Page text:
The last few weeks have been rough for the CDC. After a series of questionable policy changes and communication gaffes, the organization is reeling to restore its authority.
The CDC finds itself burdened by a figurative albatross around its neck as it attempts to navigate through the latter stages of the pandemic while keep afloat its sinking credibility.
But Director Dr. Rochelle Walensky is not going gentle into that good night. She has been a regular fixture on news channels communicating the goals of the CDC and discussing the merits underlying its policy changes.
She exudes confidence through her words and projects a steady hand. Her demeanor is akin to that of a world class leader. She eloquently articulates the organization’s goals and defines metrics for success with clearly defined contingencies. Of any traditional definition of leadership, she fits the mold.
This is the problem.
The CDC does not need a traditional leader right now. These are not traditional times by any stretch of the imagination. What the organization needs is the ability to establish public confidence in the unknown and make people comfortable with uncertainty.
This is counterintuitive to traditional leadership practices. A leader is someone who creates a vision for others to follow, who sets clear goals with a deliberate process of achieving them.
But the pandemic is not a corporate conglomerate or a federal agency. There are no defined goals. The pandemic is uncertainty incarnate. Chaos is standard operating practice.
The CDC should instead lean into the uncertainty. Convey what it knows and does not know while setting clear parameters between the two. Reach out to the public in a way that is genuine. People naturally reciprocate genuine compassion. Nothing has to be articulated. No policy has to be set. The mere act of connecting and listening is more powerful than any announcement, no matter how assuring.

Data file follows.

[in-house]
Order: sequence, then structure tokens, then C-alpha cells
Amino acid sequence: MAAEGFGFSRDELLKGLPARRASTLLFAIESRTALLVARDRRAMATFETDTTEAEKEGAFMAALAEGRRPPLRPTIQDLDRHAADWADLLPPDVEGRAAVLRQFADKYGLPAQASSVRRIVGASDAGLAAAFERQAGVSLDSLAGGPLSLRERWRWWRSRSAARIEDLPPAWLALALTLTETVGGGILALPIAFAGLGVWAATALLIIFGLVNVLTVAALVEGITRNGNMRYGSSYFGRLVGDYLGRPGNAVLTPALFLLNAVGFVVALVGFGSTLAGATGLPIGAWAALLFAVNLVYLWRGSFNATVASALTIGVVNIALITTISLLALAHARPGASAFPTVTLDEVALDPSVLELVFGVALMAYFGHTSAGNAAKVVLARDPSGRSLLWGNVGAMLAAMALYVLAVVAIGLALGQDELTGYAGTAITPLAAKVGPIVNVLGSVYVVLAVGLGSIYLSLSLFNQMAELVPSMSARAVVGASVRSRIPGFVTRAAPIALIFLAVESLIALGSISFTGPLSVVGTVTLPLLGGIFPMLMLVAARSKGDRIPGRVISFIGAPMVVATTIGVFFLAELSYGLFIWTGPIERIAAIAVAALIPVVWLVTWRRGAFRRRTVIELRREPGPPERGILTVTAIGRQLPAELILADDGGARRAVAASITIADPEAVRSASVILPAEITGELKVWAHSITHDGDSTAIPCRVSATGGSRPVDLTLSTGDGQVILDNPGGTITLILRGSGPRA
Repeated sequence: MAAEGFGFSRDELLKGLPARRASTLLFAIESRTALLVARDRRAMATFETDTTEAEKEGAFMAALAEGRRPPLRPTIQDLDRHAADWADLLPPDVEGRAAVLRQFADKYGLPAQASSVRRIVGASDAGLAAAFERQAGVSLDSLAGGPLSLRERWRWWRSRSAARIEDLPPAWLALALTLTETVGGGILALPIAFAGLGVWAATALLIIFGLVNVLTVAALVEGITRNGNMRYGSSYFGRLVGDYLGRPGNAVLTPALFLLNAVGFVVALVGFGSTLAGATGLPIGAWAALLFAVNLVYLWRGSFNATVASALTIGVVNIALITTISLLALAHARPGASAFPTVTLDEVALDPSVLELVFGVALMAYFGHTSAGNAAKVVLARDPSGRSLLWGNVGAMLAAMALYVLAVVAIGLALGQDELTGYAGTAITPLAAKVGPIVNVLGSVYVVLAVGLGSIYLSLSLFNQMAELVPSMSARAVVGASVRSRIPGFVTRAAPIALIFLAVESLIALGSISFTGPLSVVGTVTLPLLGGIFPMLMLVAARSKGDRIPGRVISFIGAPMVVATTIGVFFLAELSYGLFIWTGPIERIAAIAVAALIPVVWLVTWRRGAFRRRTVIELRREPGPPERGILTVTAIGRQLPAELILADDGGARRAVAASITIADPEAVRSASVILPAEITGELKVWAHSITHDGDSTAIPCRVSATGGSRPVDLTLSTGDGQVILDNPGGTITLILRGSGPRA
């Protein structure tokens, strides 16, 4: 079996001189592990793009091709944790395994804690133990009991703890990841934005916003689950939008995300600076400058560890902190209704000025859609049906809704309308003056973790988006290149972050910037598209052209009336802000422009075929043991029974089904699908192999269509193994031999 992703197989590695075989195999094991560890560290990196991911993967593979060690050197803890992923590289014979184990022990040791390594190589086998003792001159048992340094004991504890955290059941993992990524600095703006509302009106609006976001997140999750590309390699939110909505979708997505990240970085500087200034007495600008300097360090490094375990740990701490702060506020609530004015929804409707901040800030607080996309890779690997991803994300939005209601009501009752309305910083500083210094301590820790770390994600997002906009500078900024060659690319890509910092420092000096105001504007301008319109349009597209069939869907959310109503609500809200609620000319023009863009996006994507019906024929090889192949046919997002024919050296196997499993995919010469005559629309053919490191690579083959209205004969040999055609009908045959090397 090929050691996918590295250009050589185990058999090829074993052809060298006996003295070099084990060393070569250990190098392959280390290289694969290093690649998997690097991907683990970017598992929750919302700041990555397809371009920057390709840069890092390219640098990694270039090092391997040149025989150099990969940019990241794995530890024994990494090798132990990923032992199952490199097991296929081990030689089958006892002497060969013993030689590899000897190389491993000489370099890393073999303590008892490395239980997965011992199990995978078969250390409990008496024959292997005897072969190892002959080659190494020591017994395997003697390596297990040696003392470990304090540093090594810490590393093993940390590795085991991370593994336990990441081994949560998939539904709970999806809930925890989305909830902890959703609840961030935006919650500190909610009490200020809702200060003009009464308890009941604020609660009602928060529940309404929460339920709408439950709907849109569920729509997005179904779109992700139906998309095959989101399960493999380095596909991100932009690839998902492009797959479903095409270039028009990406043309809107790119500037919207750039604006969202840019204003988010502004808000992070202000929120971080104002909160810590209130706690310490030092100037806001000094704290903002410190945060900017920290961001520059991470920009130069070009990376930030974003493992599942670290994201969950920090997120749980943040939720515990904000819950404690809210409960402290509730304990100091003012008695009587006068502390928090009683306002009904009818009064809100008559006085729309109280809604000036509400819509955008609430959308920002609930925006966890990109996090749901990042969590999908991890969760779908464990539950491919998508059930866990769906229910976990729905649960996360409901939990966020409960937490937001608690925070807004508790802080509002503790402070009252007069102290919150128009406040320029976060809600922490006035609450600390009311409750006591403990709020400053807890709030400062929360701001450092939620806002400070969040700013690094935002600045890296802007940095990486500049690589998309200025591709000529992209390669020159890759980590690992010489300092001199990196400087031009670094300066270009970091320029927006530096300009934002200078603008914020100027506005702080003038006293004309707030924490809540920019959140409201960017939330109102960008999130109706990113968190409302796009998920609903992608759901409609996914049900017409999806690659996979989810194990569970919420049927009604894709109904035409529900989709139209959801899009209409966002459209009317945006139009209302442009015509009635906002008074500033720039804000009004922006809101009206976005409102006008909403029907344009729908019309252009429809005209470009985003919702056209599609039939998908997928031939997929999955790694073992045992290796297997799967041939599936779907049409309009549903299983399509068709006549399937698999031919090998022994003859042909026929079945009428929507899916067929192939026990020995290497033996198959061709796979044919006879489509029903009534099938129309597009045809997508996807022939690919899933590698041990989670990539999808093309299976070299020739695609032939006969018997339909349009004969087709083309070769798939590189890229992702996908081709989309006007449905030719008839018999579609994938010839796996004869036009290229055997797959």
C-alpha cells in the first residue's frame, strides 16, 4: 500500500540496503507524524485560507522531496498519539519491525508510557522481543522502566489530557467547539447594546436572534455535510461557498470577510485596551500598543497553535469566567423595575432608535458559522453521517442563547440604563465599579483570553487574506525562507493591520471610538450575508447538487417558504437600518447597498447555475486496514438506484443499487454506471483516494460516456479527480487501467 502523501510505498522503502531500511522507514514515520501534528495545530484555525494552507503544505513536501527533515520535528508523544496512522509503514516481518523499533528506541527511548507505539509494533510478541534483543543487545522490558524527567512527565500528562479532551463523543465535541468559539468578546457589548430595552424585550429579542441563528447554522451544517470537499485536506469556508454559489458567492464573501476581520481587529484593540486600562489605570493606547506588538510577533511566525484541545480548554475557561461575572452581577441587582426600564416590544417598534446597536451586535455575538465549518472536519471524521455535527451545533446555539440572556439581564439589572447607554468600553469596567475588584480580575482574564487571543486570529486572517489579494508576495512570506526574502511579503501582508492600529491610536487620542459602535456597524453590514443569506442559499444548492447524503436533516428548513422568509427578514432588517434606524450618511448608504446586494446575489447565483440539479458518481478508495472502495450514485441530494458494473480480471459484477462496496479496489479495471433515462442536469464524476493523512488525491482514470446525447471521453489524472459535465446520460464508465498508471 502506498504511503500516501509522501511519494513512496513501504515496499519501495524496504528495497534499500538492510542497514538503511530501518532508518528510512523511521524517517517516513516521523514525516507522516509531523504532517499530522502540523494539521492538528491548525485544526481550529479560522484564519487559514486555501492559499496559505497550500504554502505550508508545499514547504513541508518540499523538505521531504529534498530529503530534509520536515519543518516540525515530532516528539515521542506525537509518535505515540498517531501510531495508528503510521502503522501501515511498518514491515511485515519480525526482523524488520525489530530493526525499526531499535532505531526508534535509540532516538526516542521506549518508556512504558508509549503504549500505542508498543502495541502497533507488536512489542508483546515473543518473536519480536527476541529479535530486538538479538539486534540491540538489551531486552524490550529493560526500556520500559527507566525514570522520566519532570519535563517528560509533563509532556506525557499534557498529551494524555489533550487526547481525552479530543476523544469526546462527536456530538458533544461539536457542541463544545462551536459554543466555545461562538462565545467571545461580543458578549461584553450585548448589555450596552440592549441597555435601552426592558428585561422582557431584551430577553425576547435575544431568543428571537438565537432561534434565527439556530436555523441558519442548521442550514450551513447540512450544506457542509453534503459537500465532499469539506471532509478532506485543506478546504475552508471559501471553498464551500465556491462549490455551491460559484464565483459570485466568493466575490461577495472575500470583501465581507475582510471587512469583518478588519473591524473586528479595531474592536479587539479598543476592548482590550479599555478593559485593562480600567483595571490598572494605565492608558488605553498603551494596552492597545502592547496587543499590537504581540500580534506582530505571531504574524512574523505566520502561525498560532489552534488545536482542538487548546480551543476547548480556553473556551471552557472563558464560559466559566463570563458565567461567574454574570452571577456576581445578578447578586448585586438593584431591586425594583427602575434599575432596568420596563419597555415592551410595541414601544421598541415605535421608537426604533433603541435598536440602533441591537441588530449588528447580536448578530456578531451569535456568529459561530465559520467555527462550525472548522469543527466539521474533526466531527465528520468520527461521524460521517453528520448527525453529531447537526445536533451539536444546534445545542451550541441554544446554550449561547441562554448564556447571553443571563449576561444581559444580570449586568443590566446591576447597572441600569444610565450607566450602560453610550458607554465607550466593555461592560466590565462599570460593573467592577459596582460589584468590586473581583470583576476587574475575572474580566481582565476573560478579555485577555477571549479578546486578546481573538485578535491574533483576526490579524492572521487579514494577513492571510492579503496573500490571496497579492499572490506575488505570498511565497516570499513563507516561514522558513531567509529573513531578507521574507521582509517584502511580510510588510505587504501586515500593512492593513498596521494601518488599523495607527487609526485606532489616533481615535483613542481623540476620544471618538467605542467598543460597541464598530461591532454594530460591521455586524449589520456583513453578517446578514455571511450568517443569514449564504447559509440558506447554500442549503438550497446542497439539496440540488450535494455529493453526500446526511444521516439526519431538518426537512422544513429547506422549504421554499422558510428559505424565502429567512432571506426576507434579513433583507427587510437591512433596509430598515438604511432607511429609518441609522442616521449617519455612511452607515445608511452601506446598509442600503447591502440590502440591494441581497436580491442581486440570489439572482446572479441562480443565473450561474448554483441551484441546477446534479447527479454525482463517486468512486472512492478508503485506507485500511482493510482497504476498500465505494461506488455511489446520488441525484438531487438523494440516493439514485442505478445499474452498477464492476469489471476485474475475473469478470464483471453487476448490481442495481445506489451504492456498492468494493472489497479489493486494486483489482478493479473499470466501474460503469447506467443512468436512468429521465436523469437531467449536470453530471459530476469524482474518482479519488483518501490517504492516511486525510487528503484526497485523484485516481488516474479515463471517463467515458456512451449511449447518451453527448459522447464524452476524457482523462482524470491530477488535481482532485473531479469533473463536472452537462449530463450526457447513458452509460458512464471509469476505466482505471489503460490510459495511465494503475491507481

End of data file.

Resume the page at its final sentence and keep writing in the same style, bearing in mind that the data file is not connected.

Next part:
But the allure of confidence and the desire to project good news in the short term has led the CDC down a winding course of messaging pivots and policy reversals. This is a failure of leadership. Dr. Walensky tries to be a traditional leader in a time when we must buck convention and embrace the void of uncertainty.
The more she tries to exude confidence, communicating whatever may be the current CDC policy of the day, the more she discredits herself when justifying the inevitable policy changes that will arise in the future.
Trust is an opportunity cost. Whatever trust a leader obtains cannot be replenished indefinitely. Trust is a limited resource that must be allocated sparingly and used judiciously.
The CDC cannot ask the public to trust it one day with one policy, and then expect to retain the same level of trust the next day with a different policy. Trust is finite and the CDC has long eroded its trust reserves.
But its leadership continues to pursue the same foolhardy course, exuding confidence when there is nothing to be confident in and asking for buy-in when it remains unclear what the public is buying into.
We need CDC leaders to acknowledge the uncertainty in which policies are made and share how they balance all the unknowns when making a decision. The one thing the public knows is that there remains more uncertainty than certainty, even this late into the pandemic. The CDC should acknowledge as much. But leadership continues to project a false sense of confidence when making decisions.
They believe the appearance of confidence makes them strong leaders when in reality the admission of uncertainty would make them trusted leaders.
This is why policy leaders continue to make wrong decisions and stand behind erroneous policies. They cannot forego the notion that a leader must be confident and have all the answers. And when you guess the answer to a question you do not know, you are likely to guess incorrectly.
But if you acknowledge what you do not know, the rampant uncertainty, you may not have an answer, but then you will have something far more important.
You will have trust.